Desert Gold (Chapter 4, page 1 of 12)


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Chapter 4

When Dick opened his eyes a flood of golden sunshine streamed in at the
open window under which he lay. His first thought was one of blank
wonder as to where in the world he happened to be. The room was large,
square, adobe-walled. It was littered with saddles, harness, blankets.
Upon the floor was a bed spread out upon a tarpaulin. Probably this
was where some one had slept. The sight of huge dusty spurs, a gun
belt with sheath and gun, and a pair of leather chaps bristling with
broken cactus thorns recalled to Dick the cowboys, the ride, Mercedes,
and the whole strange adventure that had brought him there.

He did not recollect having removed his boots; indeed, upon second
thought, he knew he had not done so. But there they stood upon the
floor. Ladd and Lash must have taken them off when he was so exhausted
and sleepy that he could not tell what was happening. He felt a dead
weight of complete lassitude, and he did not want to move. A sudden
pain in his hand caused him to hold it up. It was black and blue,
swollen to almost twice its normal size, and stiff as a board. The
knuckles were skinned and crusted with dry blood. Dick soliloquized
that it was the worst-looking hand he had seen since football days, and
that it would inconvenience him for some time.

A warm, dry, fragrant breeze came through the window. Dick caught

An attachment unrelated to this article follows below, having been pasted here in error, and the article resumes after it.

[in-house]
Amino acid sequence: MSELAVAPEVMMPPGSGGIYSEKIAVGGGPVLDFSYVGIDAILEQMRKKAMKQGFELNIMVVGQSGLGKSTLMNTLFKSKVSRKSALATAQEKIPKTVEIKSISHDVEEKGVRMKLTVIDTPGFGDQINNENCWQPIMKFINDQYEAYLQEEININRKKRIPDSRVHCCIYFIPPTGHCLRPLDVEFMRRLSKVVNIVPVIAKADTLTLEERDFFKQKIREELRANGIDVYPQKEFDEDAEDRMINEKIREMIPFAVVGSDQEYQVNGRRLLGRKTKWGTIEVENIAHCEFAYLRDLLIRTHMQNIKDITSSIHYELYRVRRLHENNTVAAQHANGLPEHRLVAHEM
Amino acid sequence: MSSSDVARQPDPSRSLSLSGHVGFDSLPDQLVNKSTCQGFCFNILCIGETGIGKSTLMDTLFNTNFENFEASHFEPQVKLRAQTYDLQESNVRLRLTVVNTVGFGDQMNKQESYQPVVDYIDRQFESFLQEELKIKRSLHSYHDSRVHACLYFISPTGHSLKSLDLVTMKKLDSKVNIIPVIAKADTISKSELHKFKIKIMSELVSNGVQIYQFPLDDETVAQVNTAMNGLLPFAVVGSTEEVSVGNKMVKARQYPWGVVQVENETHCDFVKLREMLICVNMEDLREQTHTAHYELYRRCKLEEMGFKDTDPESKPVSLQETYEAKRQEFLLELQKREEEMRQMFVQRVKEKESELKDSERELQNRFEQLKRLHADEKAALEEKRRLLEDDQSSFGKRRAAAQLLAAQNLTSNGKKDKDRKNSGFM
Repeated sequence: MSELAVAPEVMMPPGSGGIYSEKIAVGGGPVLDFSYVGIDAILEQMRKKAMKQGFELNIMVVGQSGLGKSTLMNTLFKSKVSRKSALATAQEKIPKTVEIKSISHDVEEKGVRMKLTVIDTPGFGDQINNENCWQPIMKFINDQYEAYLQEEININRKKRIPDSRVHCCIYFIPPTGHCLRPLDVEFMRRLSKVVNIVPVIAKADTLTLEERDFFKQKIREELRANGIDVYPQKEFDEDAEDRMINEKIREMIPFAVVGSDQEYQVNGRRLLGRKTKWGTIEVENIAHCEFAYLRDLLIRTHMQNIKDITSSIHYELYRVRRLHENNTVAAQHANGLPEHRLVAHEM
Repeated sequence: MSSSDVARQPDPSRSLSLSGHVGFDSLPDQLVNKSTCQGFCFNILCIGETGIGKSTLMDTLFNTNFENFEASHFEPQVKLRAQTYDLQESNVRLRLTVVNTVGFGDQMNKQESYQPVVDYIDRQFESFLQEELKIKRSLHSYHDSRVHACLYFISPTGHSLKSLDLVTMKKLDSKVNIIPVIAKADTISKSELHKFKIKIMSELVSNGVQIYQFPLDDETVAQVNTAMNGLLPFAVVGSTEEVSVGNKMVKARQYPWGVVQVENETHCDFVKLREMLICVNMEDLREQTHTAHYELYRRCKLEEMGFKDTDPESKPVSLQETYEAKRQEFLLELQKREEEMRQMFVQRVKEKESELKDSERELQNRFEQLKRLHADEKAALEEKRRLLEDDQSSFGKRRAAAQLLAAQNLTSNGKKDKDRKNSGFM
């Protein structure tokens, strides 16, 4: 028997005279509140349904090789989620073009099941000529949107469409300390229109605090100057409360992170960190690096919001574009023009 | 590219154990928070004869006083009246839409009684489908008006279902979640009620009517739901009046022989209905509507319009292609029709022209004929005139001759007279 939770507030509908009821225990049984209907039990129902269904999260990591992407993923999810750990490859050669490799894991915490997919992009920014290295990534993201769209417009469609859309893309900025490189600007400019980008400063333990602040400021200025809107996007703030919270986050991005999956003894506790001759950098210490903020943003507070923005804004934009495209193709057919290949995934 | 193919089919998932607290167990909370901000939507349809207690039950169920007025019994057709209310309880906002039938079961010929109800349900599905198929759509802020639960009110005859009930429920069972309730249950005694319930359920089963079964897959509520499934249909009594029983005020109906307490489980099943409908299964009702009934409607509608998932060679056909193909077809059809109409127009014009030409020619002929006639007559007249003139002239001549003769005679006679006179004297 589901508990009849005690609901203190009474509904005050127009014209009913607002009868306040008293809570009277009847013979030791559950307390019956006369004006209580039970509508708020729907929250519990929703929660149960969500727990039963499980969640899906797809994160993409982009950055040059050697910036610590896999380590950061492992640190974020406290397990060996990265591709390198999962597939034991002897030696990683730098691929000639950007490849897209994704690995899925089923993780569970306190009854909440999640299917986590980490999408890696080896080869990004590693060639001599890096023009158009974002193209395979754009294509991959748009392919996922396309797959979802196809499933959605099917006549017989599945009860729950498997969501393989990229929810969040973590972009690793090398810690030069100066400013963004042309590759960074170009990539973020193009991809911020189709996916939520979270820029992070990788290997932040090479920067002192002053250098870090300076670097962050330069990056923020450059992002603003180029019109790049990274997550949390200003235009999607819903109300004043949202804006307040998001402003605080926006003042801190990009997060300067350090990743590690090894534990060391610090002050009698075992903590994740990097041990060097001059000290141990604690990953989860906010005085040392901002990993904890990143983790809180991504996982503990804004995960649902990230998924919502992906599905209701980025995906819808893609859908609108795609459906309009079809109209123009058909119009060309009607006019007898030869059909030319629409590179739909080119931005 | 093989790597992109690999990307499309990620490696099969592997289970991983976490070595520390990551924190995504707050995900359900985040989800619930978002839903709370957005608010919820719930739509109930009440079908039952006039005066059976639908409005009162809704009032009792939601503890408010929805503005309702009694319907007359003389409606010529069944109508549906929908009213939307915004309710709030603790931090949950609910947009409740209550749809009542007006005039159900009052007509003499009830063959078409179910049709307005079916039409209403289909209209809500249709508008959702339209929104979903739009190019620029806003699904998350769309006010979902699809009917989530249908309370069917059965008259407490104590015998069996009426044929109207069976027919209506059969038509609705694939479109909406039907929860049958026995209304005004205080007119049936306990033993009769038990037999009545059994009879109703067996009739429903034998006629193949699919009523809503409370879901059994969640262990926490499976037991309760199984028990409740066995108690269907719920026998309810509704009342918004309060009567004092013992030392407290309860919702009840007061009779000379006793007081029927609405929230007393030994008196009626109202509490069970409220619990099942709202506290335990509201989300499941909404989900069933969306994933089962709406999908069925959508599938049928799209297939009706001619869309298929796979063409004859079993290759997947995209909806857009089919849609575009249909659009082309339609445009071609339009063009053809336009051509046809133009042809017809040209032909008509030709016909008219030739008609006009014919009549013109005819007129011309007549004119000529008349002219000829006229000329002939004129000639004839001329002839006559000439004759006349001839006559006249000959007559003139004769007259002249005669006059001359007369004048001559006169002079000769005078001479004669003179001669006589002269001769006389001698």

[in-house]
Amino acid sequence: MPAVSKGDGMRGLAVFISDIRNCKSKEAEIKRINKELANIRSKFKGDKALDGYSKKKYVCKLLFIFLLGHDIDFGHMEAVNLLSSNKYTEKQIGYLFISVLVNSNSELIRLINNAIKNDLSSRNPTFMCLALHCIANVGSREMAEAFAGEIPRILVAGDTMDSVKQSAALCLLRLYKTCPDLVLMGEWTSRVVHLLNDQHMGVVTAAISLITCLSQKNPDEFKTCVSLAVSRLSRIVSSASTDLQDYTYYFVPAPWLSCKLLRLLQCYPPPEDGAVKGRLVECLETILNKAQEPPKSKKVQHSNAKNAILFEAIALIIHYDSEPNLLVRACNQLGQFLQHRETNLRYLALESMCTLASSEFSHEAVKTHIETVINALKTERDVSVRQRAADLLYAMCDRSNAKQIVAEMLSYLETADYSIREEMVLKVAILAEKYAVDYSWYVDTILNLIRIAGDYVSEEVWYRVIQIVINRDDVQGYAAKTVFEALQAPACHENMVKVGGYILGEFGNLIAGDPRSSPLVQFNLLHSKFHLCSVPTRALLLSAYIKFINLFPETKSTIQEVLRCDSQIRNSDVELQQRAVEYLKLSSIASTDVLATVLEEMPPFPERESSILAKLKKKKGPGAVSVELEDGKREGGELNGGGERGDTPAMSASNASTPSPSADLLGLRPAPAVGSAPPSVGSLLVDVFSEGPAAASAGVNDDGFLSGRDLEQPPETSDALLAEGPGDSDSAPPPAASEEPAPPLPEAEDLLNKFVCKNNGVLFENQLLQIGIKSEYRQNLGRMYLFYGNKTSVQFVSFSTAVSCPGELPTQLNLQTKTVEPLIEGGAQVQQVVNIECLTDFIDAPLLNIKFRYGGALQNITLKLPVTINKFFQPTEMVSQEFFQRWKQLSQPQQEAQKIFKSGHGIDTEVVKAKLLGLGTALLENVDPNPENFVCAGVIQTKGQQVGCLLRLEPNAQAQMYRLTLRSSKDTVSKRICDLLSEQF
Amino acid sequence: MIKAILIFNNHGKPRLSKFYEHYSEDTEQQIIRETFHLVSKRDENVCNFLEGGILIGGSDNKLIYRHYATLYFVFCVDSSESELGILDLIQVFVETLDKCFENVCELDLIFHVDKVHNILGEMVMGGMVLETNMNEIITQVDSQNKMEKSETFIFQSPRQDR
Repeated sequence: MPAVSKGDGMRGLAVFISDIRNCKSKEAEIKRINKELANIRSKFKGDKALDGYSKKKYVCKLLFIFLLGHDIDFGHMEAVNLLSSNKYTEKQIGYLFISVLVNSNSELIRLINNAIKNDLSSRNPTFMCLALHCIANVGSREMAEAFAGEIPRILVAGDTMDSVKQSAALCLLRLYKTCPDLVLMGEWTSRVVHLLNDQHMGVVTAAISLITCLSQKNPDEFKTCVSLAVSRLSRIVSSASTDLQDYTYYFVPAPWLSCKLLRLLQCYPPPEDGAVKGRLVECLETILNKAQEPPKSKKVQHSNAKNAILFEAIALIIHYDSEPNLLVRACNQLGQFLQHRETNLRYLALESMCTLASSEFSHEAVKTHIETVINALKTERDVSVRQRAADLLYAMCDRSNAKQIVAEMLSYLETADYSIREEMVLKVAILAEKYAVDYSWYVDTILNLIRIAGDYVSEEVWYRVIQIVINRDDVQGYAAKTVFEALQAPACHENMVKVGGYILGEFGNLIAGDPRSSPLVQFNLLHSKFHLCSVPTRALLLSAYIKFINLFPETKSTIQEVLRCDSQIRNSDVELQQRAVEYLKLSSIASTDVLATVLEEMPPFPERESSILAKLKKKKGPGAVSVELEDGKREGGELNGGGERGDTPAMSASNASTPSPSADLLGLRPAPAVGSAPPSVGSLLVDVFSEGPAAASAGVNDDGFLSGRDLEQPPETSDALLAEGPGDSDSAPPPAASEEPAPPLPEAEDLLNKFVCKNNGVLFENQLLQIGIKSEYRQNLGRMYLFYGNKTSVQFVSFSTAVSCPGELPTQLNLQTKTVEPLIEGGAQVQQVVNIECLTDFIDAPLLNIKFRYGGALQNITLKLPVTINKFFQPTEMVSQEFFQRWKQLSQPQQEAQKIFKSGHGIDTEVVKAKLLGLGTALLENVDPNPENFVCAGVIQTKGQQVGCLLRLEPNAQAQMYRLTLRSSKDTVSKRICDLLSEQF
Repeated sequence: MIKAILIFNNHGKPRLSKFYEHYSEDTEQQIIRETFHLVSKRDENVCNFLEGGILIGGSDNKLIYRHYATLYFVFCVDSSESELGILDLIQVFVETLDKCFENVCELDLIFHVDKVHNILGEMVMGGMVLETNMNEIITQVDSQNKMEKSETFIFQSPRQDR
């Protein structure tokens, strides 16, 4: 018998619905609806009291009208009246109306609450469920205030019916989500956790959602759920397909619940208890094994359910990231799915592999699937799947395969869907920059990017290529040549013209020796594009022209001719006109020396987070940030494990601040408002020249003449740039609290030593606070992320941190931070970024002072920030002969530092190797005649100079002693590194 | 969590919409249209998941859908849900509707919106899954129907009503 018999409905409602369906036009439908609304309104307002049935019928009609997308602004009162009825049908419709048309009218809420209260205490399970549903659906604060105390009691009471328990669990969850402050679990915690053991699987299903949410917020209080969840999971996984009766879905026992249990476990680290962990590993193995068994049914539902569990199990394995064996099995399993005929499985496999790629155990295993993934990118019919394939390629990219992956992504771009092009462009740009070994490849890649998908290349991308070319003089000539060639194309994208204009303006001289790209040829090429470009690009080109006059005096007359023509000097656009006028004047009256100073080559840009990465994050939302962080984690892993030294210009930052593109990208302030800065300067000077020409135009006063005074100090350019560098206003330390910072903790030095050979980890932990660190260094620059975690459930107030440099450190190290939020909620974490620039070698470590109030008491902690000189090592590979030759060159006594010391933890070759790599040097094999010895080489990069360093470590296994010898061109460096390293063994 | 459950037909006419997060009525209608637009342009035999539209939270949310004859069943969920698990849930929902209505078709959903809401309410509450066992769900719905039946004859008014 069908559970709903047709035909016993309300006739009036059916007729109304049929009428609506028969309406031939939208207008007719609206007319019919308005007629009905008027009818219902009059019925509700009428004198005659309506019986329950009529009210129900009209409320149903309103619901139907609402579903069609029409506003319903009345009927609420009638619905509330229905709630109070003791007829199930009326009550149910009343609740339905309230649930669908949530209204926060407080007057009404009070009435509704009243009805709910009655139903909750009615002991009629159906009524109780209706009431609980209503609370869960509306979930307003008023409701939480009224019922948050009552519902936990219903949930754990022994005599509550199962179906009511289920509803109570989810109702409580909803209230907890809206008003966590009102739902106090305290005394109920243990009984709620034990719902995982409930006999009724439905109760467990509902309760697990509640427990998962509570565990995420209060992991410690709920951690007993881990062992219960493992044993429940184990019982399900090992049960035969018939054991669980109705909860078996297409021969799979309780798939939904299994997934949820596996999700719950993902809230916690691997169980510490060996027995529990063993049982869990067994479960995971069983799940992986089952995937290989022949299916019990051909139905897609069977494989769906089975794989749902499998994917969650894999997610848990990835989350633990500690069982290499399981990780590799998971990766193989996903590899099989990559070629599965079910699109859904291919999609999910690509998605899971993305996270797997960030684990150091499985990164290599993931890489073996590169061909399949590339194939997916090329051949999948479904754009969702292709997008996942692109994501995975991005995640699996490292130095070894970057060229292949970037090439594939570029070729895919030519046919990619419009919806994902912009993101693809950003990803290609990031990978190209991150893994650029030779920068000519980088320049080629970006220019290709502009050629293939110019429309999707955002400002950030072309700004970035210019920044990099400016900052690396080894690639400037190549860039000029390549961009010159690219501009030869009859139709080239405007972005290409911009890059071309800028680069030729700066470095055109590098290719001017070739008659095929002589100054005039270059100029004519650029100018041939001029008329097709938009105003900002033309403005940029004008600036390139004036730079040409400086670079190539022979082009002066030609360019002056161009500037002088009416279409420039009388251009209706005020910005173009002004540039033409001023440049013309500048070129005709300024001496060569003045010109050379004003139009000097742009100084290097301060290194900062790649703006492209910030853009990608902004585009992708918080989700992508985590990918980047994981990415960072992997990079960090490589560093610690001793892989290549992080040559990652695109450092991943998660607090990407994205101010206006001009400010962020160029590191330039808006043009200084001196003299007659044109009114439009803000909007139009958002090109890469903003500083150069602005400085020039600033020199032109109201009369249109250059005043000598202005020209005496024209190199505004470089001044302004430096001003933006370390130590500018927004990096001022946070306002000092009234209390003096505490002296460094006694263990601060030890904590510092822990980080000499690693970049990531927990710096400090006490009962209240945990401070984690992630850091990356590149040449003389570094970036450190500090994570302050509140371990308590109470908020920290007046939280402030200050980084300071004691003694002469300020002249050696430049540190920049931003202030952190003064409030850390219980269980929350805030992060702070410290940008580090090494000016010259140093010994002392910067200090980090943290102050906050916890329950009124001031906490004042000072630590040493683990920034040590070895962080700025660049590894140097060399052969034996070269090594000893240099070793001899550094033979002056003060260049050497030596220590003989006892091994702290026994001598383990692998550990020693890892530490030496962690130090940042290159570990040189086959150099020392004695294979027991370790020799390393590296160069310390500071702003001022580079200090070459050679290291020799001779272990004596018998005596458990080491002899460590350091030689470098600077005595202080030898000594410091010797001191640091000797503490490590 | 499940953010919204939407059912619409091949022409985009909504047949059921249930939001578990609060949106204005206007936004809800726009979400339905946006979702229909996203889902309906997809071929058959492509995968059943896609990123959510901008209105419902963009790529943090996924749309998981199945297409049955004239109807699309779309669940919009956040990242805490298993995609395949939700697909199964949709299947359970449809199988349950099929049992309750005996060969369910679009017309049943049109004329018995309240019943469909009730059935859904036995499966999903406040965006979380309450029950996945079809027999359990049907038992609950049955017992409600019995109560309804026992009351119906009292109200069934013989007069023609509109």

again the sweet smell of flowers or fruit. He heard the fluttering of
leaves, the murmur of running water, the twittering of birds, then the
sound of approaching footsteps and voices. The door at the far end of
the room was open. Through it he saw poles of peeled wood upholding a
porch roof, a bench, rose bushes in bloom, grass, and beyond these
bright-green foliage of trees.

"He shore was sleepin' when I looked in an hour ago," said a voice that
Dick recognized as Ladd's.

"Let him sleep," came the reply in deep, good-natured tones. "Mrs. B.
says the girl's never moved. Must have been a tough ride for them
both. Forty miles through cactus!"

"Young Gale hoofed darn near half the way," replied Ladd. "We tried to
make him ride one of our hosses. If we had, we'd never got here. A
walk like that'd killed me an' Jim."

"Well, Laddy, I'm right down glad to see you boys, and I'll do all I
can for the young couple," said the other. "But I'm doing some worry
here; don't mistake me."

"About your stock?"

"I've got only a few head of cattle at the oasis now, I'm worrying
some, mostly about my horses. The U. S. is doing some worrying, too,
don't mistake me. The rebels have worked west and north as far as
Casita. There are no cavalrymen along the line beyond Casita, and
there can't be. It's practically waterless desert. But these rebels
are desert men. They could cross the line beyond the Rio Forlorn and
smuggle arms into Mexico. Of course, my job is to keep tab on Chinese
and Japs trying to get into the U.S. from Magdalena Bay. But I'm
supposed to patrol the border line. I'm going to hire some rangers.
Now, I'm not so afraid of being shot up, though out in this lonely
place there's danger of it; what I'm afraid of most is losing that
bunch of horses. If any rebels come this far, or if they ever hear of
my horses, they're going to raid me. You know what those guerrilla
Mexicans will do for horses. They're crazy on horse flesh. They know
fine horses. They breed the finest in the world. So I don't sleep
nights any more."

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